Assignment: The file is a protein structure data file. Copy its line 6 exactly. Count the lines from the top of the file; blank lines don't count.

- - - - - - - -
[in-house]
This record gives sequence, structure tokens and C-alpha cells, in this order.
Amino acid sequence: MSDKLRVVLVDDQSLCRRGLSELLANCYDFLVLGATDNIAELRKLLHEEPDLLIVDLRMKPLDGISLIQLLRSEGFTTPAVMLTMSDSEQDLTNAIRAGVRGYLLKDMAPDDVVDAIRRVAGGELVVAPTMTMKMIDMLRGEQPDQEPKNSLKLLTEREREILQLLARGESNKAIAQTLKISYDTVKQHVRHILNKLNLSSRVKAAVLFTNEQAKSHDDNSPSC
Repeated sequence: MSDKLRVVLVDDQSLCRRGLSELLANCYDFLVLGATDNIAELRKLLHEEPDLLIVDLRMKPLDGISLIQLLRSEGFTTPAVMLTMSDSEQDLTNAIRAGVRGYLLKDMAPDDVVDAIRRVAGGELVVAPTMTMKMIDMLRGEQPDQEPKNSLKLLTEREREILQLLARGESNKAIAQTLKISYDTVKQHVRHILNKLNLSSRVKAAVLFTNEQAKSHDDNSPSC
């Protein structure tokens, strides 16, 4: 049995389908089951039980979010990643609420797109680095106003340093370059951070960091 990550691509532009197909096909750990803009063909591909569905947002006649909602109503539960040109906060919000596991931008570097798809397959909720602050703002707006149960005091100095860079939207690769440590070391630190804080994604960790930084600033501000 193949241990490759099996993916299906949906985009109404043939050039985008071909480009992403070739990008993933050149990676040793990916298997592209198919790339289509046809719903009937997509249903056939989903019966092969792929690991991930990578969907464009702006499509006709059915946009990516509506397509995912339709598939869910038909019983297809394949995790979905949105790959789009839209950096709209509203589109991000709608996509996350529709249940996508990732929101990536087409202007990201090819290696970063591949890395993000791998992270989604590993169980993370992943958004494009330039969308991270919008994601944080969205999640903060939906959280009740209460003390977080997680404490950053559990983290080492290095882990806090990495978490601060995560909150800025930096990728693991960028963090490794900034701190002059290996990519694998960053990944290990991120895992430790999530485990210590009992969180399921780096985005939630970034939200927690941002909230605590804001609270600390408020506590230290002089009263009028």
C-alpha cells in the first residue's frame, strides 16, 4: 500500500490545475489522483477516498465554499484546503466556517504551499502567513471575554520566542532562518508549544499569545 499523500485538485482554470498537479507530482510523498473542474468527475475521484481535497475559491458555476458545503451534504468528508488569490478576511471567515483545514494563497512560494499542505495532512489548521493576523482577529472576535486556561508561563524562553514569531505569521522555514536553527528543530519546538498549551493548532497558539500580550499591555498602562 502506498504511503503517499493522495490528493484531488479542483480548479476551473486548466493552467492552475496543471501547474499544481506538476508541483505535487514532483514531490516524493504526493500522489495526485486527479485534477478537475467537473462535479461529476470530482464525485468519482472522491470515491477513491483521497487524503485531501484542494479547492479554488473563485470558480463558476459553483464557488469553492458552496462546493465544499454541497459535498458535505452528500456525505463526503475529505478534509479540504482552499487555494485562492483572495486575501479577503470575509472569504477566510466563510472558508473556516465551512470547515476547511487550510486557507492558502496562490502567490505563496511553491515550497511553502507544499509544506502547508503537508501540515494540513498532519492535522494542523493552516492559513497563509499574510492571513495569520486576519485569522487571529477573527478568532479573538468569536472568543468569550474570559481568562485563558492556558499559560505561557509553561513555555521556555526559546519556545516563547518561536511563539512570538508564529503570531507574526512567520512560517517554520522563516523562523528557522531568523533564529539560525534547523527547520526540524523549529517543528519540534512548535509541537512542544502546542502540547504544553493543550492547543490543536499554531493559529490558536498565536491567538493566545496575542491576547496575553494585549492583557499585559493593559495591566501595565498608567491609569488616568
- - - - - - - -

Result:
C-alpha cells in the first residue's frame, strides 16, 4: 500500500490545475489522483477516498465554499484546503466556517504551499502567513471575554520566542532562518508549544499569545 499523500485538485482554470498537479507530482510523498473542474468527475475521484481535497475559491458555476458545503451534504468528508488569490478576511471567515483545514494563497512560494499542505495532512489548521493576523482577529472576535486556561508561563524562553514569531505569521522555514536553527528543530519546538498549551493548532497558539500580550499591555498602562 502506498504511503503517499493522495490528493484531488479542483480548479476551473486548466493552467492552475496543471501547474499544481506538476508541483505535487514532483514531490516524493504526493500522489495526485486527479485534477478537475467537473462535479461529476470530482464525485468519482472522491470515491477513491483521497487524503485531501484542494479547492479554488473563485470558480463558476459553483464557488469553492458552496462546493465544499454541497459535498458535505452528500456525505463526503475529505478534509479540504482552499487555494485562492483572495486575501479577503470575509472569504477566510466563510472558508473556516465551512470547515476547511487550510486557507492558502496562490502567490505563496511553491515550497511553502507544499509544506502547508503537508501540515494540513498532519492535522494542523493552516492559513497563509499574510492571513495569520486576519485569522487571529477573527478568532479573538468569536472568543468569550474570559481568562485563558492556558499559560505561557509553561513555555521556555526559546519556545516563547518561536511563539512570538508564529503570531507574526512567520512560517517554520522563516523562523528557522531568523533564529539560525534547523527547520526540524523549529517543528519540534512548535509541537512542544502546542502540547504544553493543550492547543490543536499554531493559529490558536498565536491567538493566545496575542491576547496575553494585549492583557499585559493593559495591566501595565498608567491609569488616568